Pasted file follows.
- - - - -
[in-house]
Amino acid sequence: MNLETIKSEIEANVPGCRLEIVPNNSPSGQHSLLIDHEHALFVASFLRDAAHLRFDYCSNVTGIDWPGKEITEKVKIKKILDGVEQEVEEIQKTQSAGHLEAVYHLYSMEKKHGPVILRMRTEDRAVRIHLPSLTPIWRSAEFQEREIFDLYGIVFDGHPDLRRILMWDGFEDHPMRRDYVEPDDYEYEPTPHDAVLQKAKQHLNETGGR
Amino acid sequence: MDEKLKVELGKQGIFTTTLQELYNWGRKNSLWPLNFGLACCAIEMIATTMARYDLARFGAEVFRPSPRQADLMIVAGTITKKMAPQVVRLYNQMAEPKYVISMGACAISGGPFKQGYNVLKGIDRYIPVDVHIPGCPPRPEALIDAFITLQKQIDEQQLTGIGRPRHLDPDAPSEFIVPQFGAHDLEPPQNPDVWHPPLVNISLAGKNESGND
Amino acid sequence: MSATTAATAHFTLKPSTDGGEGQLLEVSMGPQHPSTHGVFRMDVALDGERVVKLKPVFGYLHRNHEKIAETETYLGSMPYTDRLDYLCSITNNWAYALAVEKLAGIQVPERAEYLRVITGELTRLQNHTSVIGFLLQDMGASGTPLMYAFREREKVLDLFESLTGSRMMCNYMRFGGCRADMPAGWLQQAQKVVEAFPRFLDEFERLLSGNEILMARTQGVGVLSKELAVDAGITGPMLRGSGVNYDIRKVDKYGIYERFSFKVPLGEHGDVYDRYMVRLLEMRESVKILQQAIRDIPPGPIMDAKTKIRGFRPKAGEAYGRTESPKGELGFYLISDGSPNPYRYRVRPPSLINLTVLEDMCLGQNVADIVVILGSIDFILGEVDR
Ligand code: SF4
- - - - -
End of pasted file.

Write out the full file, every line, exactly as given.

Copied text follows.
[in-house]
Amino acid sequence: MNLETIKSEIEANVPGCRLEIVPNNSPSGQHSLLIDHEHALFVASFLRDAAHLRFDYCSNVTGIDWPGKEITEKVKIKKILDGVEQEVEEIQKTQSAGHLEAVYHLYSMEKKHGPVILRMRTEDRAVRIHLPSLTPIWRSAEFQEREIFDLYGIVFDGHPDLRRILMWDGFEDHPMRRDYVEPDDYEYEPTPHDAVLQKAKQHLNETGGR
Amino acid sequence: MDEKLKVELGKQGIFTTTLQELYNWGRKNSLWPLNFGLACCAIEMIATTMARYDLARFGAEVFRPSPRQADLMIVAGTITKKMAPQVVRLYNQMAEPKYVISMGACAISGGPFKQGYNVLKGIDRYIPVDVHIPGCPPRPEALIDAFITLQKQIDEQQLTGIGRPRHLDPDAPSEFIVPQFGAHDLEPPQNPDVWHPPLVNISLAGKNESGND
Amino acid sequence: MSATTAATAHFTLKPSTDGGEGQLLEVSMGPQHPSTHGVFRMDVALDGERVVKLKPVFGYLHRNHEKIAETETYLGSMPYTDRLDYLCSITNNWAYALAVEKLAGIQVPERAEYLRVITGELTRLQNHTSVIGFLLQDMGASGTPLMYAFREREKVLDLFESLTGSRMMCNYMRFGGCRADMPAGWLQQAQKVVEAFPRFLDEFERLLSGNEILMARTQGVGVLSKELAVDAGITGPMLRGSGVNYDIRKVDKYGIYERFSFKVPLGEHGDVYDRYMVRLLEMRESVKILQQAIRDIPPGPIMDAKTKIRGFRPKAGEAYGRTESPKGELGFYLISDGSPNPYRYRVRPPSLINLTVLEDMCLGQNVADIVVILGSIDFILGEVDR
Ligand code: SF4